Hospice care in nursing homes can reduce end-of-life hospital stays

July 23, 2001

A new study shows that elderly nursing home residents who receive hospice care through Medicare are less likely to be hospitalized in their last days of life than peers who do not receive such care or reside in facilities where it is not present.

The presence of hospice care can improve the quality of life for dying nursing home residents and their families by keeping patients in comfort in one place, with one staff, and without the aggressive and often costly acute-care interventions associated with end-of-life hospital stays, said lead author Susan Miller, of the Brown Medical School.

Moreover, when elderly nursing home residents stay in one place in the last days of life, the cost of care is lower for the federal government, as Medicare covers end-of-life hospitalizations, Miller said.

The goal of hospice is to manage symptoms, reduce unneeded and unwanted medical intervention, and attend to the psychosocial needs of patients and families. The study appears in the July issue of the American Journal of Medicine.

Miller and colleagues compared 9,202 nursing home residents in five states who enrolled in hospice between 1992 and 1996 and who died before 1998 to 27,500 residents who did not receive hospice care or were in facilities where it was not available.

The researchers found that 24 percent of hospice and 44 percent of non-hospice residents were hospitalized in the last 30 days of life. However, for residents enrolled in hospice for the entire last 30 days of life, rather than just a portion of that time, only one percent were hospitalized.

Also considered were the 226,469 nursing home residents who died in the United States during the same time period and who did not receive hospice care. Those in facilities with no hospice presence had a 47 percent hospitalization rate, while rates were 41 percent in facilities with low hospice use and 39 percent with moderate hospice use.

Wrote the authors, "Possibly through diffusion of palliative philosophy and practices, non-hospice residents who died in nursing homes having a hospice presence had lower rates of end-of-life hospitalizations."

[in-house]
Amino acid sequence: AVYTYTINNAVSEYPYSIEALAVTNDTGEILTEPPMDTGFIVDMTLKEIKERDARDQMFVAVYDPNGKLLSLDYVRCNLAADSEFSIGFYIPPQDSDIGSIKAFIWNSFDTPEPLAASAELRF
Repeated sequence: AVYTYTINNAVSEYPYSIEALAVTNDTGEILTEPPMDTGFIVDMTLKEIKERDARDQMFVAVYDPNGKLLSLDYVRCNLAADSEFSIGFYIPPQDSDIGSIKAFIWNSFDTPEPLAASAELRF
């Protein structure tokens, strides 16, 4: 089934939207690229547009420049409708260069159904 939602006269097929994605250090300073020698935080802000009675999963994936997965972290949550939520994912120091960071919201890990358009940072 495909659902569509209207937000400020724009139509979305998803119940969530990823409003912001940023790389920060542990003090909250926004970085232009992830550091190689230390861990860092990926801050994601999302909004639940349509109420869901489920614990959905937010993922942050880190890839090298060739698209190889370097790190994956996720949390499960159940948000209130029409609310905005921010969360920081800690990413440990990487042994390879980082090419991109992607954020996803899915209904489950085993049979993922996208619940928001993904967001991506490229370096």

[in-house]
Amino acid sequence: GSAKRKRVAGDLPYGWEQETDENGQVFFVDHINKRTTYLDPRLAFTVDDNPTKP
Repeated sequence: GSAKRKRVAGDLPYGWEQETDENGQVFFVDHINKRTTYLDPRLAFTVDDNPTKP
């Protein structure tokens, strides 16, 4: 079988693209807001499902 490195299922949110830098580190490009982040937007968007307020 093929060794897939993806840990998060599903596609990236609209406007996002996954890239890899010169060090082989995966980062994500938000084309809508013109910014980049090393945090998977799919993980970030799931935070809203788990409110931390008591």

Miller recommends that potential nursing home residents and their families ask about the presence or availability of hospice care when evaluating facilities for admittance. Given that hospice care is contracted through a nursing home, "patients and families also have the option of choosing which hospice they want to use for their care," she said.

Currently about 51 percent of nursing homes nationwide offer patients hospice care contracted through Medicare. Nursing homes are the site of death for one in four older Americans. Hospitalization of nursing home residents is common.

Previous studies associated home-based hospice with reduced hospitalizations. This study was designed to determine whether that benefit generalized to nursing homes, Miller said.

The data were collected as part of the Health Care Financing Administration's Multistate Nursing Home Case-Mix and Quality Demonstration Project. Nursing home staff in all Medicare and Medicaid facilities in Kansas, Maine, Mississippi, New York and South Dakota evaluated patients using an assessment which includes a 350-item minimum data set.

In addition, the researchers used Medicare data forms to identify hospice enrollment and acute care hospitalizations.
Primary funding for the study came from the Office of the Assistant Secretary for Planning and Evaluation, U.S. Department of Health and Human Services.

Miller is an assistant professor in the Center for Gerontology and Health Care Research.

Co-authors are investigator Pedro Gozalo, Center for Gerontology and Health Care Research, and Vince Mor, professor and chairman, Department of Community Health.

Brown University

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